By Agence France-Presse
Najib, 64, unexpectedly lost a May 9 election to a political coalition that had focused on allegations that he oversaw the looting of billions of dollars from sovereign wealth fund 1MDB in a vast conspiracy of fraud and money-laundering stretching around the world.
Najib was already barred from leaving Malaysia in the wake of the election, and police seized large amounts of cash, jewels and luxury items from his home and other sites last week.
State-run Bernama news agency said Najib had been ordered to appear before the Malaysian Anti-Corruption Commission (MACC) next Tuesday.
"So far, he is asked to turn up next Tuesday to enable us to record his statement relating to SRC International," Bernama quoted an MACC source as saying in the report issued late Friday.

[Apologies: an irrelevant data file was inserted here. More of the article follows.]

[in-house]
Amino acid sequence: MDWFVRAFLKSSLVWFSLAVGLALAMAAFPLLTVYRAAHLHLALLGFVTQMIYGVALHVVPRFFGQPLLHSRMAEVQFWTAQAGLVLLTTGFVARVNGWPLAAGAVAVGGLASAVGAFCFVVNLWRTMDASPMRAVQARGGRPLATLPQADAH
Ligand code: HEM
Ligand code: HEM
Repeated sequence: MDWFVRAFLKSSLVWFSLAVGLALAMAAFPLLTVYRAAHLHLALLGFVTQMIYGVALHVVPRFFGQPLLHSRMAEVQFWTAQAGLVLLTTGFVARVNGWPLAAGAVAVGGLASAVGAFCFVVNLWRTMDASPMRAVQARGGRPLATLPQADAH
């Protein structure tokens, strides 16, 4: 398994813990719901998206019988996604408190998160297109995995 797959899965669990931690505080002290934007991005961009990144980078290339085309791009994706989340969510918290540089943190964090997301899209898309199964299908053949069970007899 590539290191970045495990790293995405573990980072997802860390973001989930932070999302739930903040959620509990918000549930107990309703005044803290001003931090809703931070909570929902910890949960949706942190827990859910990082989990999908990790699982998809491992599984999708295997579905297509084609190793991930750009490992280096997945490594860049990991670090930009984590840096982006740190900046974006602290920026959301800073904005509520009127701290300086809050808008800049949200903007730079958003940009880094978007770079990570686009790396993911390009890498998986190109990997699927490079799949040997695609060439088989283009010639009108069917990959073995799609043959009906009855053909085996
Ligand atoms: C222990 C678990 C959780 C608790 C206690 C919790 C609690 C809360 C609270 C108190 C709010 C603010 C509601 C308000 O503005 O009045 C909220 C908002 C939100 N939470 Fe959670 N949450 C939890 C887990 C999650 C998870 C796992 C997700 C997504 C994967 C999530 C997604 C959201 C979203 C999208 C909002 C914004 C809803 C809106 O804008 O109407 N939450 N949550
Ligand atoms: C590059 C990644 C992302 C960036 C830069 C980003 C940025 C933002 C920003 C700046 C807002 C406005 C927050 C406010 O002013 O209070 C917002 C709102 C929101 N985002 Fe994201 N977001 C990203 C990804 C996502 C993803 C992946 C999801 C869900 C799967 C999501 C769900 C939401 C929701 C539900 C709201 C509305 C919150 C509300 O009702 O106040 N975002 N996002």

SRC International was a subsidiary of 1MDB before being placed directly under the finance ministry in 2012. Najib was both prime minister and finance minister at the time.
Hundreds of millions of dollars linked to SRC are alleged to have gone missing, in just one component of the wide-ranging 1MDB affair.
As reports proliferated in recent years that billions were looted from 1MDB by Najib, his family and cronies, his government shut down domestic inquiries into the scandal, arrested critics calling for a full investigations and muzzled news organisations reporting on the affair.
But 92-year-old former premier Mahathir Mohamad, expressing disgust over the scandal, came out of retirement to lead a diverse alliance of parties to a stunning electoral victory on May 9.
Mahathir has vowed to fully investigate the 1MDB scandal.